Beach Boys, The
The Beach Boys are an American rock band, formed in 1961 in Hawthorne, California. The group was initially composed of brothers Brian, Dennis and Carl Wilson, their cousin Mike Love, and friend Al Jardine. Managed by the Wilsons’ father Murry, The Beach Boys signed to Capitol Records in 1962. The band’s early music gained popularity across the United States for its close vocal harmonies and lyrics reflecting a Southern California youth culture of surfing, cars, and romance. By the mid 1960s, Brian Wilson’s growing creative ambition and songwriting ability would dominate the group’s musical direction. The primarily Wilson-composed Pet Sounds album and “Good Vibrations” single (both released in 1966) featured a complex, intricate and multi-layered sound that was a far cry from the simple surf rock of The Beach Boys’ early years.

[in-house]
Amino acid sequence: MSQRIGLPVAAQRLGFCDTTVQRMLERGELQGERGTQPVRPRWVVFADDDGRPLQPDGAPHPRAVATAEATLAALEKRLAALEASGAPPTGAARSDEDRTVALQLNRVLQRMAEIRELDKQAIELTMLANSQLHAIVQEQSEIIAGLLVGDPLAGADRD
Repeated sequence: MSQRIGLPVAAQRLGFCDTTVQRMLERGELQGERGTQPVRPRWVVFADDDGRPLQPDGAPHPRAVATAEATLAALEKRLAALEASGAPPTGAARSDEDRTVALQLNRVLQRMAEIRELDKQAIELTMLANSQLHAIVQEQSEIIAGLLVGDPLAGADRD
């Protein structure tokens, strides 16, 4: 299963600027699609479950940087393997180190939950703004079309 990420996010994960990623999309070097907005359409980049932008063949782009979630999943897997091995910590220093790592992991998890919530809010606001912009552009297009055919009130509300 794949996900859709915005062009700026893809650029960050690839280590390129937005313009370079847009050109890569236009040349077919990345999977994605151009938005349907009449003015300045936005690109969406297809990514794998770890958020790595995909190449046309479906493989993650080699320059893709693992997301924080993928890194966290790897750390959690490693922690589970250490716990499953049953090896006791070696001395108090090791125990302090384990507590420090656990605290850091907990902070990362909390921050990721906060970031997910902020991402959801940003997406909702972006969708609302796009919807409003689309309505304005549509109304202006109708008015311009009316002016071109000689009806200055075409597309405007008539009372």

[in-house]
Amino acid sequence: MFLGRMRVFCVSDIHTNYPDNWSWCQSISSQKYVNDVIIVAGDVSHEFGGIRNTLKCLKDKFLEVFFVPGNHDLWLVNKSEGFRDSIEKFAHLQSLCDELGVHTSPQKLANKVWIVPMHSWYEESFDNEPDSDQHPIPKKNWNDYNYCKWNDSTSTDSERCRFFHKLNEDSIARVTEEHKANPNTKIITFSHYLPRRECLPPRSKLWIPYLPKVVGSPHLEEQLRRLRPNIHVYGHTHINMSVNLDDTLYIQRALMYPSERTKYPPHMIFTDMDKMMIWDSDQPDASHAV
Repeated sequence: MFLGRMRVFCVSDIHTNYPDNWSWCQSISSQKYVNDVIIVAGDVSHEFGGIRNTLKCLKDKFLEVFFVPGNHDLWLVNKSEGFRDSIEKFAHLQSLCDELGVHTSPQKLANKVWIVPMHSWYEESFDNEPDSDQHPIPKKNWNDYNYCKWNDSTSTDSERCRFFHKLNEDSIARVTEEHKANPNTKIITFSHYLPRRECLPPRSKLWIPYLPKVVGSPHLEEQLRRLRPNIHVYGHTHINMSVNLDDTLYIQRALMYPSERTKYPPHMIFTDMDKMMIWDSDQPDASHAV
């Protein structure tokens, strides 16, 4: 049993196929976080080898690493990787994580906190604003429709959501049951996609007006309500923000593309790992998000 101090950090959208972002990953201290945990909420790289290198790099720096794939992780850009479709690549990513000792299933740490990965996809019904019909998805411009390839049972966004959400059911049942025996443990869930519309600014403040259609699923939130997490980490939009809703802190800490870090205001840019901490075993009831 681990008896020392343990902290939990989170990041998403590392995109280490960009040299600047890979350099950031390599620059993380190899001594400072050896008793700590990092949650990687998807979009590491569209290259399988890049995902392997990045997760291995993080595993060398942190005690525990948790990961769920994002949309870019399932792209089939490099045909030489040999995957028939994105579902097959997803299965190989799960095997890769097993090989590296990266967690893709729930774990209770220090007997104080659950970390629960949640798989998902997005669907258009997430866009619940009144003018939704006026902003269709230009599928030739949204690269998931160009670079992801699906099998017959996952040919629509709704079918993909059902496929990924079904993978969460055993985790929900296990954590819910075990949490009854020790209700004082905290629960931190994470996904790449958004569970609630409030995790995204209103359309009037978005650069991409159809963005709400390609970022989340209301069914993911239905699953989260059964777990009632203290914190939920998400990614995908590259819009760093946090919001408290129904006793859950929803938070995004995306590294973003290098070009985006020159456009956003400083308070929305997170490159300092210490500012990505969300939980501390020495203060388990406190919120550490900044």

However, Wilson would soon lose control of the band because of mental-health and substance-abuse issues. Subsequently, although it released a number of popular albums (in various musical styles, with different line-ups) in ensuing years, the group never managed to reclaim its mid-’60s peak when The Beach Boys briefly challenged The Beatles both in terms of commercial and critical appeal. Since the 1980s, there has been much legal-wrangling among the group members over royalties, songwriting credits, and use of the band’s name. While The Beach Boys released their last studio album in 1996, a number of versions of the band, each fronted by a surviving member of the original quintet (Dennis and Carl Wilson died in 1983 and 1998, respectively), continue to tour.